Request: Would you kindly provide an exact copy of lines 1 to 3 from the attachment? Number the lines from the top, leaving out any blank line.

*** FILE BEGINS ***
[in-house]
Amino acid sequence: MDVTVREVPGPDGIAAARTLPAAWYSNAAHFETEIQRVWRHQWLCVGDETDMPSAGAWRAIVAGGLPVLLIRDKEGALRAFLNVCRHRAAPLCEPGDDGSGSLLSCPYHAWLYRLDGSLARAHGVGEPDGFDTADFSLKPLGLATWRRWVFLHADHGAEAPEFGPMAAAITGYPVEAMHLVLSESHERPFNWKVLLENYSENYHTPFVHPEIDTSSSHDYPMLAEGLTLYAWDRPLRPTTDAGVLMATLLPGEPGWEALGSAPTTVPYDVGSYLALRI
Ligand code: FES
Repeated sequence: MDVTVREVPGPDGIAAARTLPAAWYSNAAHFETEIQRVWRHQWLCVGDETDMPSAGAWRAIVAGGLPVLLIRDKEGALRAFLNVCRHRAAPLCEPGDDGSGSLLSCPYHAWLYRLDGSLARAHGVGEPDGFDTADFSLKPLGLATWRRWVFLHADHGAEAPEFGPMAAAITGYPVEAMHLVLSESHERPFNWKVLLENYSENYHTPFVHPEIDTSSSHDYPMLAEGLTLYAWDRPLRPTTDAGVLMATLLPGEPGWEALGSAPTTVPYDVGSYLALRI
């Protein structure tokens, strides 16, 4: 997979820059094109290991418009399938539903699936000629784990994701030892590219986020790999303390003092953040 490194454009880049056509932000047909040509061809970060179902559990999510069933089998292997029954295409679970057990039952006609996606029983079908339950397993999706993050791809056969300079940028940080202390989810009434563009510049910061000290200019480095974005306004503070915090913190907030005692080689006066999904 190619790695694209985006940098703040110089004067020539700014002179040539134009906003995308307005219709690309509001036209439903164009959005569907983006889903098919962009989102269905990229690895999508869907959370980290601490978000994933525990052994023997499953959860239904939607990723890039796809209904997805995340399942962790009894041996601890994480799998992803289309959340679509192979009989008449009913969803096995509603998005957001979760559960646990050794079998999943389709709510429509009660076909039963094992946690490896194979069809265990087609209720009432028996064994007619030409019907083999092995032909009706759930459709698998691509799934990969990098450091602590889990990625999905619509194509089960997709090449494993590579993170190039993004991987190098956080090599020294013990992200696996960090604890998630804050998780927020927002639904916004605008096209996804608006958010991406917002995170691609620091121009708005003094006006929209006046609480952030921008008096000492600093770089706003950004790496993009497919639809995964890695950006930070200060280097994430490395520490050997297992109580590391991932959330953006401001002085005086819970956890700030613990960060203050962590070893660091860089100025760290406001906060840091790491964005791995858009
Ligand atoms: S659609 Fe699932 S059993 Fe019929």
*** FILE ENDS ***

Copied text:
[in-house]
Amino acid sequence: MDVTVREVPGPDGIAAARTLPAAWYSNAAHFETEIQRVWRHQWLCVGDETDMPSAGAWRAIVAGGLPVLLIRDKEGALRAFLNVCRHRAAPLCEPGDDGSGSLLSCPYHAWLYRLDGSLARAHGVGEPDGFDTADFSLKPLGLATWRRWVFLHADHGAEAPEFGPMAAAITGYPVEAMHLVLSESHERPFNWKVLLENYSENYHTPFVHPEIDTSSSHDYPMLAEGLTLYAWDRPLRPTTDAGVLMATLLPGEPGWEALGSAPTTVPYDVGSYLALRI
Ligand code: FES